Opponents of involving the court in that process argue that it would make it more difficult for the FBI to conduct a national security investigation than to conduct a bank fraud case.
While Obama's upcoming decision is highly-anticipated, the White House indicated it may not be his final word on the matters. Obama spokesman Jay Carney said that while the president is likely to want some changes implemented right away, "there may be some that would require further review."
Congress will likely have to approve some of Obama's reforms, particularly if he makes changes to the phone collection program.
The presidential review group recommended not only moving storage of phone records back to the phone companies or a third party, but also mandating that the NSA obtain separate court approval for each record search. There would be exceptions in the case of national security emergencies.
It's unclear whether Obama will ultimately back the proposal or how quickly it could be carried out if he does.
People familiar with the White House review say Obama is expected to announce steps to rein in spying on friendly foreign leaders. That includes increased oversight of the National Intelligence Priorities Framework, a classified document that ranks U.S. intelligence-gathering priorities and is used to make decisions on scrutiny of foreign leaders. The presidential review board has recommended increasing the number of policy officials who help establish those priorities, and that could result in limits on surveillance of allies.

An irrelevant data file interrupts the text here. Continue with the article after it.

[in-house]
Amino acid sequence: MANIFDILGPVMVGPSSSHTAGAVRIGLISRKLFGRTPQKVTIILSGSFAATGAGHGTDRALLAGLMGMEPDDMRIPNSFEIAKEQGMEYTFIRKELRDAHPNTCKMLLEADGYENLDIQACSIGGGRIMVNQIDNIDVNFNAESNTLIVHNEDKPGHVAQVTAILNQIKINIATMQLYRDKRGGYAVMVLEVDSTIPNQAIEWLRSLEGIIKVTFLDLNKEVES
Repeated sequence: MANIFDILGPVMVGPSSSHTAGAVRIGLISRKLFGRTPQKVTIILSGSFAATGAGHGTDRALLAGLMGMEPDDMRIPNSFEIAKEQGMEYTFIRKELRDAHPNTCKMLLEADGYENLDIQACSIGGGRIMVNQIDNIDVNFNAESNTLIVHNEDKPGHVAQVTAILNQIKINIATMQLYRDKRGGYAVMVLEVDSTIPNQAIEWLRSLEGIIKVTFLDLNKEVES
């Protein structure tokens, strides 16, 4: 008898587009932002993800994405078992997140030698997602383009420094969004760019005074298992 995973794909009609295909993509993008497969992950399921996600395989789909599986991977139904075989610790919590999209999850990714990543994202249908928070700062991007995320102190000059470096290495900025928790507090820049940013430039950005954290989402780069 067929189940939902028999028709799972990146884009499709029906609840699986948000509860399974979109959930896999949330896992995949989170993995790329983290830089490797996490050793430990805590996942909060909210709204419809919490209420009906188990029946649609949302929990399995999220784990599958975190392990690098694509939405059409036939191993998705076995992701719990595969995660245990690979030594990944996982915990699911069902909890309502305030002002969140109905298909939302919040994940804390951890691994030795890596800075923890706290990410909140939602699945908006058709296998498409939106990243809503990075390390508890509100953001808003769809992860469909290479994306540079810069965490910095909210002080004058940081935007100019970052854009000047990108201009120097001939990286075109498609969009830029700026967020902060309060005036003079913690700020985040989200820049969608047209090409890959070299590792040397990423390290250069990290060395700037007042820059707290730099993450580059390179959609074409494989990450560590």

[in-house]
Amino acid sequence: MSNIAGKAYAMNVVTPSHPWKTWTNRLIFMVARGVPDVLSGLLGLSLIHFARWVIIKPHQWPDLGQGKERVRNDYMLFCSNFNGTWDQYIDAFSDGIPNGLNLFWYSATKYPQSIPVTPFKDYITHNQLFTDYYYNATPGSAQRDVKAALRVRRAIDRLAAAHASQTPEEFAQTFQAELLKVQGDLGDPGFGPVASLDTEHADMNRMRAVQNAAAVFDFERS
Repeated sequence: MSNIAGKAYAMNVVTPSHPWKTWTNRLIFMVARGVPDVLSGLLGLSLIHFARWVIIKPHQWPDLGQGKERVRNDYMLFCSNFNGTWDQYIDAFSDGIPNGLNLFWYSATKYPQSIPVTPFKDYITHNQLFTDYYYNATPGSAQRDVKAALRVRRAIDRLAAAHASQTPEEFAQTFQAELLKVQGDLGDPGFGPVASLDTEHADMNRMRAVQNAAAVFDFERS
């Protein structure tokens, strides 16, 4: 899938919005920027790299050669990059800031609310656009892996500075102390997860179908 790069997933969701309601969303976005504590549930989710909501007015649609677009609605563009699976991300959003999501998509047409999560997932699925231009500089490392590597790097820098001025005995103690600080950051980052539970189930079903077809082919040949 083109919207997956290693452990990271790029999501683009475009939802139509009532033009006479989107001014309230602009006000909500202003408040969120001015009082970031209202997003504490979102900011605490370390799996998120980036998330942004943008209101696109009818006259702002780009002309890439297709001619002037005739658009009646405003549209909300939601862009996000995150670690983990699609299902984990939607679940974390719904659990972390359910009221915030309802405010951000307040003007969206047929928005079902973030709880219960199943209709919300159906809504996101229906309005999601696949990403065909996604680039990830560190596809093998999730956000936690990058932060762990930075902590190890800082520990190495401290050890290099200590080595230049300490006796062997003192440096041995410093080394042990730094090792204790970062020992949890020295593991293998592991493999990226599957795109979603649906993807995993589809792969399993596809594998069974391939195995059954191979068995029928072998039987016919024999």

Documents released by former National Security Agency systems analyst Edward Snowden revealed that the U.S. was monitoring the communications of several friendly foreign leaders, including German Chancellor Angela Merkel. The revelations outraged Merkel as well as other leaders, and U.S. officials say the disclosures have damaged Obama's relations around the world.
On Thursday, the senior lawmakers on the House Intelligence Committee said a classified Pentagon report showed that Snowden stole approximately 1.7 million intelligence files. Rep. Mike Rogers, a Michigan Republican and the committee's chairman, said the vast majority of the material was related to the Defense Department and military operations.
Snowden faces espionage charges in the U.S. but has been granted temporary asylum in Russia.